Nov.30, 2012

Engineering student James McVay created a project for his fourth year at Victoria University of Wellington: MechBass, a robotic bass guitar. He designed everything in Solidworks and assemble lasercut/3D printed parts together. "The pitch shifter is open loop, with a NEMA23 stepper driving it to the desired position, and limit switches allowing alignment upon startup."

Pitch shifter carriage

McVay uses a customized control board which is based upon the ATMega328 (for Arduino compatibility) to control the plucking, fretting and damping of four strings, and each string only responds to MIDI messages on their designated MIDI channel.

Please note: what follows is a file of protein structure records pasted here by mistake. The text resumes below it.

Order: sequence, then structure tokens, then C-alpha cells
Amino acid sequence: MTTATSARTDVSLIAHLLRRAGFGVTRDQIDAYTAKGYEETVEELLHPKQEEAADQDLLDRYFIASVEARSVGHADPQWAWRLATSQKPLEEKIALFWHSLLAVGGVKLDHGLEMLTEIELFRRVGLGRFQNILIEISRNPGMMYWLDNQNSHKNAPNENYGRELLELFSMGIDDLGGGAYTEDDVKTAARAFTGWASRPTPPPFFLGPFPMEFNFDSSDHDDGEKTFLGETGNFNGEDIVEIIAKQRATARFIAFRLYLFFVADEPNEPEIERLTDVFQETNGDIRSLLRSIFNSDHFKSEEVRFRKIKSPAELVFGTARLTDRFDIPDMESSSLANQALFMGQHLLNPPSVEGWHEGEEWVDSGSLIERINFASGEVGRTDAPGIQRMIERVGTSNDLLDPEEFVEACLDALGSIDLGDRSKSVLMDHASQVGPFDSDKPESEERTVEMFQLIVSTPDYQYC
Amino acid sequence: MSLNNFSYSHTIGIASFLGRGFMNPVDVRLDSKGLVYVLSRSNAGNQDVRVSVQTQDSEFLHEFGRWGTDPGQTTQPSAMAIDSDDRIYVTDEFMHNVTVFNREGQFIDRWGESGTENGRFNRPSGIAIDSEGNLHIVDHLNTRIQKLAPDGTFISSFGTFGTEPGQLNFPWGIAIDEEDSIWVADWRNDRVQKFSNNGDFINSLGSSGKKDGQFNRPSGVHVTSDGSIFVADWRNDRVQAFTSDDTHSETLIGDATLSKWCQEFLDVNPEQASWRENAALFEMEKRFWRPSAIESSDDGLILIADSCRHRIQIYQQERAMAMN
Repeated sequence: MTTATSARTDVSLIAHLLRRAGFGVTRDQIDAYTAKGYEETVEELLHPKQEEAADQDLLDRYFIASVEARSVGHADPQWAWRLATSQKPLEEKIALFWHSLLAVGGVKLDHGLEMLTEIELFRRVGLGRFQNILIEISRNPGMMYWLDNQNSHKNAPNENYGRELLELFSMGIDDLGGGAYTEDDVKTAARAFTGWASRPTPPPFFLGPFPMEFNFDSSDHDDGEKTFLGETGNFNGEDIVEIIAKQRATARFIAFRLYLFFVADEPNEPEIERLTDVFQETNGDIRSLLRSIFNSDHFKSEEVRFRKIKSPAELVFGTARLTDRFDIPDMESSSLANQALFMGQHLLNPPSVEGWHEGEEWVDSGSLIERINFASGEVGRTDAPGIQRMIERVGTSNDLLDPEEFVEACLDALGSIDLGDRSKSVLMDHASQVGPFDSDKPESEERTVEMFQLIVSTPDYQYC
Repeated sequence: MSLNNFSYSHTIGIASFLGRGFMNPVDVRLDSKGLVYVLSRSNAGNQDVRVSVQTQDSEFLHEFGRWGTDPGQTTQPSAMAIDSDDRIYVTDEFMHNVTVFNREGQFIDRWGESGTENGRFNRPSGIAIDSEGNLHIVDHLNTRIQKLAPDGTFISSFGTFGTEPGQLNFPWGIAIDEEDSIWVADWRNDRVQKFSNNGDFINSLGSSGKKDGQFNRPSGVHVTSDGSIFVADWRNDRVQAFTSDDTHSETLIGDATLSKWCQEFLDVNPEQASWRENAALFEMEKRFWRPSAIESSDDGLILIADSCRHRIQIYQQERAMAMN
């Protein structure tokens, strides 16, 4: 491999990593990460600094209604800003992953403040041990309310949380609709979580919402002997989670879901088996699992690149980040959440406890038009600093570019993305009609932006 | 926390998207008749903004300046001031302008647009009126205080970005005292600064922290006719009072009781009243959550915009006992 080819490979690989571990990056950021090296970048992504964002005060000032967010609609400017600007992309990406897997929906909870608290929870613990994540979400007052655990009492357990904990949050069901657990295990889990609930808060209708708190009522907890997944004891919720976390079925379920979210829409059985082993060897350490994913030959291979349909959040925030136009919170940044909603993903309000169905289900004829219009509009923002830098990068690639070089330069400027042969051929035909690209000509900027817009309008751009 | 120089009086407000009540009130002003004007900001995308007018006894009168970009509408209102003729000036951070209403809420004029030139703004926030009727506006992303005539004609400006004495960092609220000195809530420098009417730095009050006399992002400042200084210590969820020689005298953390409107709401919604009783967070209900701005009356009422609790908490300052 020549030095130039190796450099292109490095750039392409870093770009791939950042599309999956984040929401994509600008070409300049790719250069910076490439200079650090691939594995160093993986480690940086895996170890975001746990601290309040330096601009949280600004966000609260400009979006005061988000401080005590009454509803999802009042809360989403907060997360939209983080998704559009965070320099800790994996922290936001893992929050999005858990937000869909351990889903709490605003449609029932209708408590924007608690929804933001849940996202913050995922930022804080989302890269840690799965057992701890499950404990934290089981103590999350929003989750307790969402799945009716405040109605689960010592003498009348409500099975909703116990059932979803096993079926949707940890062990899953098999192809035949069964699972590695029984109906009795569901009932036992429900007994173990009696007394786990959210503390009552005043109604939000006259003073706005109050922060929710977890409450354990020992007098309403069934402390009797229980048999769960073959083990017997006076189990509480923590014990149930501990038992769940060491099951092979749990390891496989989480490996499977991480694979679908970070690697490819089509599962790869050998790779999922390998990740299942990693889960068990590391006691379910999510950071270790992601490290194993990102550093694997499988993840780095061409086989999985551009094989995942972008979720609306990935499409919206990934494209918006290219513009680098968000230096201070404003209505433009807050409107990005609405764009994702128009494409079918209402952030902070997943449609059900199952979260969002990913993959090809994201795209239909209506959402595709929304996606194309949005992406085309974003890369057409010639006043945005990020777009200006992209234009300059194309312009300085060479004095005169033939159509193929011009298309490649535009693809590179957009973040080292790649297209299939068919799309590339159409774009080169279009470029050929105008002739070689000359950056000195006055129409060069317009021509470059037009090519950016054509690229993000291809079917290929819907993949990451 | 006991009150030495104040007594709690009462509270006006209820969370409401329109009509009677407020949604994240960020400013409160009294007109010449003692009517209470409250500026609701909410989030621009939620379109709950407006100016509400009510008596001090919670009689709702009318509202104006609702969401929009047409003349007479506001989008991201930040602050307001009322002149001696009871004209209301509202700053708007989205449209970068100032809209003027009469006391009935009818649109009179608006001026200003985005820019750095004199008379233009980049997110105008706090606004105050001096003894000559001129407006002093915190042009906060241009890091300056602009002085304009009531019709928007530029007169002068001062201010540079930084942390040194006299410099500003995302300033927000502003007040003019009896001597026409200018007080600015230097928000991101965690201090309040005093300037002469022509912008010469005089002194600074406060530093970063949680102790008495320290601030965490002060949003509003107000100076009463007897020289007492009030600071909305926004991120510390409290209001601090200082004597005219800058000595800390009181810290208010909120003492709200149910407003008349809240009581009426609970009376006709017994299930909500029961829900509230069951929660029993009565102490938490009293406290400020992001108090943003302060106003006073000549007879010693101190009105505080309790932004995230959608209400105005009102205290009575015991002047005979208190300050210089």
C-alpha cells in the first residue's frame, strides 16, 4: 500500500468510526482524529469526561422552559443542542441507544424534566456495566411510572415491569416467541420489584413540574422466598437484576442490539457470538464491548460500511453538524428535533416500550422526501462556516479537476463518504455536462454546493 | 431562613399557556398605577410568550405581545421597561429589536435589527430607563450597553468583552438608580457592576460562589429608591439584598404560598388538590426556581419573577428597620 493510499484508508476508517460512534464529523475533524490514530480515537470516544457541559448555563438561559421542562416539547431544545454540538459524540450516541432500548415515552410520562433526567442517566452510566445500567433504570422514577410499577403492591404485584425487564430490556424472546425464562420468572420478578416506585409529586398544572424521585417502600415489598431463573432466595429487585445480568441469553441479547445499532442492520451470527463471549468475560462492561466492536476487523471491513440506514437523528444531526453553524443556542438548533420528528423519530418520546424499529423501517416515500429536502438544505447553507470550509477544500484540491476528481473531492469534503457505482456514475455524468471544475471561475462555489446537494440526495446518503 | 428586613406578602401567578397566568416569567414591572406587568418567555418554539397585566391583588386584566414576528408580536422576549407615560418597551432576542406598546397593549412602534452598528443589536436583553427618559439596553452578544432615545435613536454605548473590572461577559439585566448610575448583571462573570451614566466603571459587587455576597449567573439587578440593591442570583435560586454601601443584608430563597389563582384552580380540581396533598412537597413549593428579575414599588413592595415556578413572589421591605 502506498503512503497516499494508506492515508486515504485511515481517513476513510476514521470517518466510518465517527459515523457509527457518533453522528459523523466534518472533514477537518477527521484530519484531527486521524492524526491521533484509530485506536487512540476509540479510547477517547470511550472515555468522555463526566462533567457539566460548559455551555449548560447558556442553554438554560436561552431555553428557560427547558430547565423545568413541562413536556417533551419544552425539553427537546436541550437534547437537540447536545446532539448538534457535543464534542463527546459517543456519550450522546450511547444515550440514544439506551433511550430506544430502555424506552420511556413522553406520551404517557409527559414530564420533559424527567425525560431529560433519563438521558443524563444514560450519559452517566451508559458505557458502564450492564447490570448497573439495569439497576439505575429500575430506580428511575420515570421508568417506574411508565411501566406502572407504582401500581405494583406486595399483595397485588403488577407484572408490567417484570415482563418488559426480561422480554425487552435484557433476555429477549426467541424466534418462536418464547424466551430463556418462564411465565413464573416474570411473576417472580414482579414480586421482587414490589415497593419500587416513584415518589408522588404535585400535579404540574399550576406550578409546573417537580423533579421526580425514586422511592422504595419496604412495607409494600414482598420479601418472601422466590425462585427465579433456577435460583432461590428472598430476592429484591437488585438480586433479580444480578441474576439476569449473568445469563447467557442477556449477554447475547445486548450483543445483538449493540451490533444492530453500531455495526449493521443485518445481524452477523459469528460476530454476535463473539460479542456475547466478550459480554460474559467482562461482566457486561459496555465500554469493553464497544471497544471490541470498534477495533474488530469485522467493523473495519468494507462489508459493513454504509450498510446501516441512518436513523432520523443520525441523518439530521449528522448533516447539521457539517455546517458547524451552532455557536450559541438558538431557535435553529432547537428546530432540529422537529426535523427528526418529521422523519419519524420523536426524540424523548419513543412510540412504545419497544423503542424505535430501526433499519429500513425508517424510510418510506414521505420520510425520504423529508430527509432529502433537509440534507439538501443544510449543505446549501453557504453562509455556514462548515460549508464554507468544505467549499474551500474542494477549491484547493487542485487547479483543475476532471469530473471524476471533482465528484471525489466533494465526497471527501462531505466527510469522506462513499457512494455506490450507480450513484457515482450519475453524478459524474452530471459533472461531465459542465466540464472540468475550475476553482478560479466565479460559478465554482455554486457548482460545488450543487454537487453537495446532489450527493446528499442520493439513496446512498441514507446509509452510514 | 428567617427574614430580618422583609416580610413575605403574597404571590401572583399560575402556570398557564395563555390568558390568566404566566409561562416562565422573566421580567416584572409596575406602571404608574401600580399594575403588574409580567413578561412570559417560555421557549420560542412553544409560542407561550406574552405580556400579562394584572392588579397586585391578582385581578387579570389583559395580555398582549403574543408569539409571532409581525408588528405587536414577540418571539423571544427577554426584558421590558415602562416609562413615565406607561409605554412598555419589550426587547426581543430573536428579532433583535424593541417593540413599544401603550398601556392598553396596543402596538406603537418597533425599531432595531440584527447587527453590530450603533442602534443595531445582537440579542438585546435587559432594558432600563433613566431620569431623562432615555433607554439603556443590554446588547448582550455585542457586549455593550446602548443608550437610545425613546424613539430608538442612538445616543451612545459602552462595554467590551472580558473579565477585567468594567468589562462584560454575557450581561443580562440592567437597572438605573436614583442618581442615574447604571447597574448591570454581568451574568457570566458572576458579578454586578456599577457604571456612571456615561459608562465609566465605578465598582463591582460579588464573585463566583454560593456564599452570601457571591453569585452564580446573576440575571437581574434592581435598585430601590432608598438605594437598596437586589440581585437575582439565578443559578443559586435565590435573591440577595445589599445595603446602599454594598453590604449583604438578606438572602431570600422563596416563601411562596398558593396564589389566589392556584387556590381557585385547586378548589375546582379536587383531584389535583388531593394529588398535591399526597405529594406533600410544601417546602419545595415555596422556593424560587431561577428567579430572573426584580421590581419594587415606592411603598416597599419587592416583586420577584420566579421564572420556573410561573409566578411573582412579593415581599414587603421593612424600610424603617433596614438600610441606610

Also the stepper motor for each pickwheel has a servo to enable the motor to be pivoted, bringing the picks closer to or further away from the string, allowing the volume of the picks to be altered. It has 3 power supply units (750 watts total) attached to modelar connectors.

A NEMA 17 pickwheel with servo velocity control

The constructed MechBass (images credit: James McVay)

McVay's design and implementation is uploaded here as a .pdf file. But first check out this video below MechBass playing Muse's "Hysteria".


Source: Hack a day


Posted in 3D Printing Applications


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